Google Music, In-Browser Market Tipped for 2/2 Android Event

Tomorrow’s Google event will undoubtedly give us our closest look yet at the tablet-optimized Android 3.0 Honeycomb, but a pair of rumors also point to two other big announcements Google may be preparing to make: the introduction of a new browser-based Android Market, and the start of the Google Music cloud service.

Android and Me reports that one of its tipsters has informed the site that Google plans to launch its web version of the Android Market. Considering the processing power of the Honeycomb tablets we’ve heard about, and the nature of tablet screens being more accommodating to displaying websites, the rumor certainly sounds plausible. More importantly, this would make it a snap to browse apps on your home computer and choose which to send to your smartphone.

Google Music, assuming the company goes with that name, is supposedly a cloud-based subscription music service. From what we’ve heard, after paying an annual fee ($25 has been mentioned), you’d be able to upload your own songs to Google’s servers, which you could then access remotely from any smartphone you’re logged-in to. This sounds great, as who wants to build a new collection from scratch, just to use it with a new cloud service? By letting users control their own libraries, Google would knock down a major wall to entry. Companies have tried services like this in the long-ago post-Napster days, but ran into legal hurdles with the labels. Google is already on-board with music licencing thanks to YouTube, so hopefully it could pull this one off.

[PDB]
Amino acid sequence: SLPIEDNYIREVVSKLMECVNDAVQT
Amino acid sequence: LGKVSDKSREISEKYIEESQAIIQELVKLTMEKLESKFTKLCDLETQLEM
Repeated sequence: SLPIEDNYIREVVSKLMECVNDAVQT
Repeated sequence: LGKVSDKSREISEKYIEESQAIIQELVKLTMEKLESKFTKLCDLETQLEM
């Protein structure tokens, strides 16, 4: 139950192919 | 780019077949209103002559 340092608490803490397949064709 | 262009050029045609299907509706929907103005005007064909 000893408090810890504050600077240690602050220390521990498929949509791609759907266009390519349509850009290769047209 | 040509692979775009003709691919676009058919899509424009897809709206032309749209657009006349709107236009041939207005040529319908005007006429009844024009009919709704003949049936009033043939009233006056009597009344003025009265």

Check back with us tomorrow for the full run-down of what Google has to show off at its event.

Source: Android and Me

Via: Engadget

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About The Author
Stephen Schenck
Stephen has been writing about electronics since 2008, which only serves to frustrate him that he waited so long to combine his love of gadgets and his degree in writing. In his spare time, he collects console and arcade game hardware, is a motorcycle enthusiast, and enjoys trapping blue crabs. Stephen's first mobile device was a 624 MHz Dell Axim X30, which he's convinced is still a viable platform. Stephen longs for a market where phones are sold independently of service, and bandwidth is cheap and plentiful; he's not holding his breath. In the meantime, he devours smartphone news and tries to sort out the juicy bits Read more about Stephen Schenck!